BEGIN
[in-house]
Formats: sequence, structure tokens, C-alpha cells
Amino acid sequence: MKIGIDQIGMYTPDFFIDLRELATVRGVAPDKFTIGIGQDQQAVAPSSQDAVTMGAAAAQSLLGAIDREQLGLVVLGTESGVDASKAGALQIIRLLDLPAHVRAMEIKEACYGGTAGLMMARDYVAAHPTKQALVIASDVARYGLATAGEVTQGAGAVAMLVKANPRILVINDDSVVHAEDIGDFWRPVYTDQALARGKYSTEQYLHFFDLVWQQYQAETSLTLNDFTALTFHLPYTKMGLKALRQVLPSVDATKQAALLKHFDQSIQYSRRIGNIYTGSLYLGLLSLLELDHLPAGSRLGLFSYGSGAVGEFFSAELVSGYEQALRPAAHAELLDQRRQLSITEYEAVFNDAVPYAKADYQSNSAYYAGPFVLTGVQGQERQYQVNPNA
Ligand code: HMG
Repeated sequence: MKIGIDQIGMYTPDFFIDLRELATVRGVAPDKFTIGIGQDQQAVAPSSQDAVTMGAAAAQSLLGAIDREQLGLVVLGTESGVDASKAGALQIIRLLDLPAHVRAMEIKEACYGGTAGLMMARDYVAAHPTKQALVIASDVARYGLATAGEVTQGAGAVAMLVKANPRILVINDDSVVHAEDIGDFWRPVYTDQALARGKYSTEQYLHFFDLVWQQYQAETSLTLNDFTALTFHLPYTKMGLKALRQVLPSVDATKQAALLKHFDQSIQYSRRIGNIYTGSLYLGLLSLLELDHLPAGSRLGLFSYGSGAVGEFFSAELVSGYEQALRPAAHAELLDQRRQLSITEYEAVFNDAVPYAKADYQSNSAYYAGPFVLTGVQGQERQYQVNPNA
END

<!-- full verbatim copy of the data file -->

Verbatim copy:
[in-house]
Formats: sequence, structure tokens, C-alpha cells
Amino acid sequence: MKIGIDQIGMYTPDFFIDLRELATVRGVAPDKFTIGIGQDQQAVAPSSQDAVTMGAAAAQSLLGAIDREQLGLVVLGTESGVDASKAGALQIIRLLDLPAHVRAMEIKEACYGGTAGLMMARDYVAAHPTKQALVIASDVARYGLATAGEVTQGAGAVAMLVKANPRILVINDDSVVHAEDIGDFWRPVYTDQALARGKYSTEQYLHFFDLVWQQYQAETSLTLNDFTALTFHLPYTKMGLKALRQVLPSVDATKQAALLKHFDQSIQYSRRIGNIYTGSLYLGLLSLLELDHLPAGSRLGLFSYGSGAVGEFFSAELVSGYEQALRPAAHAELLDQRRQLSITEYEAVFNDAVPYAKADYQSNSAYYAGPFVLTGVQGQERQYQVNPNA
Ligand code: HMG
Repeated sequence: MKIGIDQIGMYTPDFFIDLRELATVRGVAPDKFTIGIGQDQQAVAPSSQDAVTMGAAAAQSLLGAIDREQLGLVVLGTESGVDASKAGALQIIRLLDLPAHVRAMEIKEACYGGTAGLMMARDYVAAHPTKQALVIASDVARYGLATAGEVTQGAGAVAMLVKANPRILVINDDSVVHAEDIGDFWRPVYTDQALARGKYSTEQYLHFFDLVWQQYQAETSLTLNDFTALTFHLPYTKMGLKALRQVLPSVDATKQAALLKHFDQSIQYSRRIGNIYTGSLYLGLLSLLELDHLPAGSRLGLFSYGSGAVGEFFSAELVSGYEQALRPAAHAELLDQRRQLSITEYEAVFNDAVPYAKADYQSNSAYYAGPFVLTGVQGQERQYQVNPNA